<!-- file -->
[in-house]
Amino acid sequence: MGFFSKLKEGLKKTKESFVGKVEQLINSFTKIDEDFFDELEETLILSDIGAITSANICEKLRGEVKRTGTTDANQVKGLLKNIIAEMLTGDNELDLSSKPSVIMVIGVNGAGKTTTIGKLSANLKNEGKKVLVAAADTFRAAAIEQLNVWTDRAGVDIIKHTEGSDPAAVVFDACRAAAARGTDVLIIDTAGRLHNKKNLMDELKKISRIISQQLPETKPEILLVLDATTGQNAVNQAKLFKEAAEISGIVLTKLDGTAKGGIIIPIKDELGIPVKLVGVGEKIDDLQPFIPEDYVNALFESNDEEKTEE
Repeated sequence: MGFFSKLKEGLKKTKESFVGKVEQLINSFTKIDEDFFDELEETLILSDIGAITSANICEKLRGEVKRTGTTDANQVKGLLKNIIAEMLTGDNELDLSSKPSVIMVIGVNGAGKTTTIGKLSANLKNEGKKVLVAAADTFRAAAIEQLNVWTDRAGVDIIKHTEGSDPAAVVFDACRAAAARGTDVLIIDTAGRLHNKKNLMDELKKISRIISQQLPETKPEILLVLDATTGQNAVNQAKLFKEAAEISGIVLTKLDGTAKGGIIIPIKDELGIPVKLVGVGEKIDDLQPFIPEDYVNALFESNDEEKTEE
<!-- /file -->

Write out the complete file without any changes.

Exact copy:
[in-house]
Amino acid sequence: MGFFSKLKEGLKKTKESFVGKVEQLINSFTKIDEDFFDELEETLILSDIGAITSANICEKLRGEVKRTGTTDANQVKGLLKNIIAEMLTGDNELDLSSKPSVIMVIGVNGAGKTTTIGKLSANLKNEGKKVLVAAADTFRAAAIEQLNVWTDRAGVDIIKHTEGSDPAAVVFDACRAAAARGTDVLIIDTAGRLHNKKNLMDELKKISRIISQQLPETKPEILLVLDATTGQNAVNQAKLFKEAAEISGIVLTKLDGTAKGGIIIPIKDELGIPVKLVGVGEKIDDLQPFIPEDYVNALFESNDEEKTEE
Repeated sequence: MGFFSKLKEGLKKTKESFVGKVEQLINSFTKIDEDFFDELEETLILSDIGAITSANICEKLRGEVKRTGTTDANQVKGLLKNIIAEMLTGDNELDLSSKPSVIMVIGVNGAGKTTTIGKLSANLKNEGKKVLVAAADTFRAAAIEQLNVWTDRAGVDIIKHTEGSDPAAVVFDACRAAAARGTDVLIIDTAGRLHNKKNLMDELKKISRIISQQLPETKPEILLVLDATTGQNAVNQAKLFKEAAEISGIVLTKLDGTAKGGIIIPIKDELGIPVKLVGVGEKIDDLQPFIPEDYVNALFESNDEEKTEE